“Elvis: Live,” Priscilla stresses, is not meant to replicate an Elvis show; the program eschews “See See Rider,” for instance, the song that opened most of his later concerts, including a show in Baltimore on May 29, 1977, less than three months before his death on Aug. 16.

“We’re not trying to duplicate what he did, we’re trying to not have it be the same shows,” she says. “because it’s new. … We chose the songs that really were his favorites.”

And yet, she acknowledges, the thrill of seeing Elvis, of experiencing the man as he would have appeared before audiences in the last decade of his life, are key to “Elvis: Live.” Yes, the songs retain their power, and watching him remains a thrill.

“Of course he was gorgeous, he was beautiful to look at,” says Priscilla, who married Elvis in 1967 at age 21, following a seven-year courtship; they divorced in 1973, five years after the birth of Elvis’ only child, Lisa Marie. “But he brought so much on stage. I do believe he was so authentic, and people felt that.”

To help drive that point home, Priscilla saw to it that a healthy portion of onstage banter was included in “Elvis: Live,” the better for modern audiences — including many people not yet born when Elvis died — to feel a personal connection.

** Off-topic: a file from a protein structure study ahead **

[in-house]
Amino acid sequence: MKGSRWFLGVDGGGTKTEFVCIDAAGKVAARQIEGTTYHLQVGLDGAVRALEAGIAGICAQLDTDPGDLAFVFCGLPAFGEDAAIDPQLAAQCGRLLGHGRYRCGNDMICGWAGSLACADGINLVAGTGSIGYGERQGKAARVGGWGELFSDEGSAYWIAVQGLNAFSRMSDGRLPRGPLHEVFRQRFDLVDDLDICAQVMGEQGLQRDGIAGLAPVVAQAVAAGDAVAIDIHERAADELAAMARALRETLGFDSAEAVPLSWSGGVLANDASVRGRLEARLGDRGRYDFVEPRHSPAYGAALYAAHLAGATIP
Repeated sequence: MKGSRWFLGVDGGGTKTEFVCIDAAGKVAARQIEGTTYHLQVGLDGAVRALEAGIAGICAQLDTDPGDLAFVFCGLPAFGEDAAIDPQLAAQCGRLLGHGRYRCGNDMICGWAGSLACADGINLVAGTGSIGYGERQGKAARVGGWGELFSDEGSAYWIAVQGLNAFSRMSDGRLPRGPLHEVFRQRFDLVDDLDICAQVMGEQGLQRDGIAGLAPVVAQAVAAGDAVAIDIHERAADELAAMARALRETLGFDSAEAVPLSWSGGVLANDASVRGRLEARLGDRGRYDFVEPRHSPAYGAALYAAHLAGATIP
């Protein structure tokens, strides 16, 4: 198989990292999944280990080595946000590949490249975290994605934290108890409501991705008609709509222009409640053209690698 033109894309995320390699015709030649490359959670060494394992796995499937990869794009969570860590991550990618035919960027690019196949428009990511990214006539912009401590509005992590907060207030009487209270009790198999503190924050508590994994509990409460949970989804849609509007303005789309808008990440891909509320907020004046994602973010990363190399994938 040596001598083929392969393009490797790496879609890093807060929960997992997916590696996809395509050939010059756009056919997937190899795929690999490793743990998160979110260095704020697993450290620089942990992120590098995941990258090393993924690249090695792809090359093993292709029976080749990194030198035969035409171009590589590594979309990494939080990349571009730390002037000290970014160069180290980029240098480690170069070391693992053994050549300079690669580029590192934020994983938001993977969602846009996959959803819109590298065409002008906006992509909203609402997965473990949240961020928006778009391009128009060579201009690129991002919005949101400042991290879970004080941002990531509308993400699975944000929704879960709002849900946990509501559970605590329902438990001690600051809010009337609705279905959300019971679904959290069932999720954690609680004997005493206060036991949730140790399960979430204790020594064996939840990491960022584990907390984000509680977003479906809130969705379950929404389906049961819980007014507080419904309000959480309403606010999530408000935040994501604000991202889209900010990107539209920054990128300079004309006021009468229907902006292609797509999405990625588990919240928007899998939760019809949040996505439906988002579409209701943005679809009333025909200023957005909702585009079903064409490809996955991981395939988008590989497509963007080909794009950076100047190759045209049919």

priscilla-presley-reflects-on-elvis-and-apos;-legacy-before-bringing-his-music-to-baltimore photo 2 CAPTION

Walt Disney Co. is ending its film distribution agreement with Netflix for new film releases, in one of the boldest moves a traditional studio has taken against the leading digital platform. (Aug. 9, 2017) (Sign up for our free video newsletter here http://bit.ly/2n6VKPR)

Walt Disney Co. is ending its film distribution agreement with Netflix for new film releases, in one of the boldest moves a traditional studio has taken against the leading digital platform. (Aug. 9, 2017) (Sign up for our free video newsletter here http://bit.ly/2n6VKPR)

priscilla-presley-reflects-on-elvis-and-apos;-legacy-before-bringing-his-music-to-baltimore photo 3 CAPTION

Each hour-long episode will feature one in-depth interview with a guest. (Aug. 8, 2017)

Each hour-long episode will feature one in-depth interview with a guest. (Aug. 8, 2017)

“You get to see Elvis at play, you get to see the rapport he has with his band and with his audience,” she says. “You don’t just see the music side of Elvis or the artist side of Elvis, you see him as a person and how he was. I think that’s what’s so endearing.”

Yet Priscilla admits that she remains floored by Elvis’ continuing popularity. And she’s determined to keep his sprit alive.

“He never thought that he would still pull a crowd at age 40,” she says of Elvis, who was 42 when he died. “I think he would be absolutely shocked by how he still draws an audience, and that he is remembered.

“We’re trying to keep, really, the DNA of Elvis Presley, the culture of who he was, “ Priscilla says. “I think by maintaining that, he can go on and on and on.”

If you go

“Elvis: Live in Concert” is set for 8 tonight at the Modell Performing Arts Center at the Lyric, 140 W. Mount Royal Ave. Tickets are $55-$121. modell-lyric.com.

ckaltenbach@baltsun.com